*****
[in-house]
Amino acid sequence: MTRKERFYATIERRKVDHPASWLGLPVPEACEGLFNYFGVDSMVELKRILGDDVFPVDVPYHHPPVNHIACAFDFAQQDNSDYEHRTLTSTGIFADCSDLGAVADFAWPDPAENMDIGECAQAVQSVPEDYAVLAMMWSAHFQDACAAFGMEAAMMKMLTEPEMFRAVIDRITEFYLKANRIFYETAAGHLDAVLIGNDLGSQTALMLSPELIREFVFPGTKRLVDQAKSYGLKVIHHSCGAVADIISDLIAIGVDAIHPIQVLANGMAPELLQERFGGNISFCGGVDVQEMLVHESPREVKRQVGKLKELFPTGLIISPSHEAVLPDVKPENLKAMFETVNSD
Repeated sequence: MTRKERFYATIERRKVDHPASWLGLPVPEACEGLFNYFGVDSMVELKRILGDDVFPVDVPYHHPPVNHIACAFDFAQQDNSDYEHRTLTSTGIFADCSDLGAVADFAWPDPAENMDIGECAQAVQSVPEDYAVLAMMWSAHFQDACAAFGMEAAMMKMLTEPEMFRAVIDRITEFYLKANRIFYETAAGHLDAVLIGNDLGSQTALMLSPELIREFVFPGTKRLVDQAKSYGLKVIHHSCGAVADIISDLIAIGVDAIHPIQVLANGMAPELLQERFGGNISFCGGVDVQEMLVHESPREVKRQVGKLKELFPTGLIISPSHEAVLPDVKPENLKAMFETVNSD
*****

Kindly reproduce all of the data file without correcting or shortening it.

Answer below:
[in-house]
Amino acid sequence: MTRKERFYATIERRKVDHPASWLGLPVPEACEGLFNYFGVDSMVELKRILGDDVFPVDVPYHHPPVNHIACAFDFAQQDNSDYEHRTLTSTGIFADCSDLGAVADFAWPDPAENMDIGECAQAVQSVPEDYAVLAMMWSAHFQDACAAFGMEAAMMKMLTEPEMFRAVIDRITEFYLKANRIFYETAAGHLDAVLIGNDLGSQTALMLSPELIREFVFPGTKRLVDQAKSYGLKVIHHSCGAVADIISDLIAIGVDAIHPIQVLANGMAPELLQERFGGNISFCGGVDVQEMLVHESPREVKRQVGKLKELFPTGLIISPSHEAVLPDVKPENLKAMFETVNSD
Repeated sequence: MTRKERFYATIERRKVDHPASWLGLPVPEACEGLFNYFGVDSMVELKRILGDDVFPVDVPYHHPPVNHIACAFDFAQQDNSDYEHRTLTSTGIFADCSDLGAVADFAWPDPAENMDIGECAQAVQSVPEDYAVLAMMWSAHFQDACAAFGMEAAMMKMLTEPEMFRAVIDRITEFYLKANRIFYETAAGHLDAVLIGNDLGSQTALMLSPELIREFVFPGTKRLVDQAKSYGLKVIHHSCGAVADIISDLIAIGVDAIHPIQVLANGMAPELLQERFGGNISFCGGVDVQEMLVHESPREVKRQVGKLKELFPTGLIISPSHEAVLPDVKPENLKAMFETVNSD